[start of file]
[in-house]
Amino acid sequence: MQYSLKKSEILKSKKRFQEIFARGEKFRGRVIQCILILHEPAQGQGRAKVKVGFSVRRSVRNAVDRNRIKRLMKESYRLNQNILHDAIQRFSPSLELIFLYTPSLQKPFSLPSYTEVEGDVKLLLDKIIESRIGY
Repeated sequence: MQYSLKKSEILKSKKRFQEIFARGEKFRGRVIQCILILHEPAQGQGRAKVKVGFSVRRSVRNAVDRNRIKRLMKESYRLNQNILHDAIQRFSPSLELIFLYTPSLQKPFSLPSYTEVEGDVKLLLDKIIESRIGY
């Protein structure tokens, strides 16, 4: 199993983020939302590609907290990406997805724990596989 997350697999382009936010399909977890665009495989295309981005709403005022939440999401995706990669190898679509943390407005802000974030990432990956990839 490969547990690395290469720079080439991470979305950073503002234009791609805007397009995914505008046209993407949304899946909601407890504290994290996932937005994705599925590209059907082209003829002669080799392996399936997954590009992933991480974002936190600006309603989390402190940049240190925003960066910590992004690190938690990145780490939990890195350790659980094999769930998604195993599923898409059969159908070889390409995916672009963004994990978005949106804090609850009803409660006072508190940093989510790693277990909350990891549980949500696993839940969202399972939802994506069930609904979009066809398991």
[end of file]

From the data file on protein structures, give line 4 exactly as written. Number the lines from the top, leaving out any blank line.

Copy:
């Protein structure tokens, strides 16, 4: 199993983020939302590609907290990406997805724990596989 997350697999382009936010399909977890665009495989295309981005709403005022939440999401995706990669190898679509943390407005802000974030990432990956990839 490969547990690395290469720079080439991470979305950073503002234009791609805007397009995914505008046209993407949304899946909601407890504290994290996932937005994705599925590209059907082209003829002669080799392996399936997954590009992933991480974002936190600006309603989390402190940049240190925003960066910590992004690190938690990145780490939990890195350790659980094999769930998604195993599923898409059969159908070889390409995916672009963004994990978005949106804090609850009803409660006072508190940093989510790693277990909350990891549980949500696993839940969202399972939802994506069930609904979009066809398991």